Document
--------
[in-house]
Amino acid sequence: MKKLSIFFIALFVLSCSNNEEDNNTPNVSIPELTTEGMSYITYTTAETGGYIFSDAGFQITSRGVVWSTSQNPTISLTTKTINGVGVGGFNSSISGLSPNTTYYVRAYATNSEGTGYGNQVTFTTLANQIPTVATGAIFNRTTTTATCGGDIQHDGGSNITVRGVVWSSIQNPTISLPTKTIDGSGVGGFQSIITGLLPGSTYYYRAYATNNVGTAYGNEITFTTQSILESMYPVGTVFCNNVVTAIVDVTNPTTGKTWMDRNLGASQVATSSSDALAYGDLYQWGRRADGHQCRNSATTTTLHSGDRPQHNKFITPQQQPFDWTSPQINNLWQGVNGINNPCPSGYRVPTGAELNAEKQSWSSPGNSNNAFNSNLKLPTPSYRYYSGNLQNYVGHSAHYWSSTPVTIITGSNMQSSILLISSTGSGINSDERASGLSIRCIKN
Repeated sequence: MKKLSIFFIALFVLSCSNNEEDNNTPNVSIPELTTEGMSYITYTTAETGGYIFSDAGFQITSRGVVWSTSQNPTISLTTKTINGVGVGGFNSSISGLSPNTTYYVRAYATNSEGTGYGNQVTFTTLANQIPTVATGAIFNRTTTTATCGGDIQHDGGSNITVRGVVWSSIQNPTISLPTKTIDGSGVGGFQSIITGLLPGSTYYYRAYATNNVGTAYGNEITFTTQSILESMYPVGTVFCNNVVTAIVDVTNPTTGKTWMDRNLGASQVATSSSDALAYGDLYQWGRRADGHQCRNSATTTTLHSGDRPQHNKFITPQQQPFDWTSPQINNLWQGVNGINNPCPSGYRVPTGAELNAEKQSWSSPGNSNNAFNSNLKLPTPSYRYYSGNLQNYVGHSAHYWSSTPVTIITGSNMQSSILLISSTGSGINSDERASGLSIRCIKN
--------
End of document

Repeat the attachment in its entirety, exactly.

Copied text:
[in-house]
Amino acid sequence: MKKLSIFFIALFVLSCSNNEEDNNTPNVSIPELTTEGMSYITYTTAETGGYIFSDAGFQITSRGVVWSTSQNPTISLTTKTINGVGVGGFNSSISGLSPNTTYYVRAYATNSEGTGYGNQVTFTTLANQIPTVATGAIFNRTTTTATCGGDIQHDGGSNITVRGVVWSSIQNPTISLPTKTIDGSGVGGFQSIITGLLPGSTYYYRAYATNNVGTAYGNEITFTTQSILESMYPVGTVFCNNVVTAIVDVTNPTTGKTWMDRNLGASQVATSSSDALAYGDLYQWGRRADGHQCRNSATTTTLHSGDRPQHNKFITPQQQPFDWTSPQINNLWQGVNGINNPCPSGYRVPTGAELNAEKQSWSSPGNSNNAFNSNLKLPTPSYRYYSGNLQNYVGHSAHYWSSTPVTIITGSNMQSSILLISSTGSGINSDERASGLSIRCIKN
Repeated sequence: MKKLSIFFIALFVLSCSNNEEDNNTPNVSIPELTTEGMSYITYTTAETGGYIFSDAGFQITSRGVVWSTSQNPTISLTTKTINGVGVGGFNSSISGLSPNTTYYVRAYATNSEGTGYGNQVTFTTLANQIPTVATGAIFNRTTTTATCGGDIQHDGGSNITVRGVVWSSIQNPTISLPTKTIDGSGVGGFQSIITGLLPGSTYYYRAYATNNVGTAYGNEITFTTQSILESMYPVGTVFCNNVVTAIVDVTNPTTGKTWMDRNLGASQVATSSSDALAYGDLYQWGRRADGHQCRNSATTTTLHSGDRPQHNKFITPQQQPFDWTSPQINNLWQGVNGINNPCPSGYRVPTGAELNAEKQSWSSPGNSNNAFNSNLKLPTPSYRYYSGNLQNYVGHSAHYWSSTPVTIITGSNMQSSILLISSTGSGINSDERASGLSIRCIKN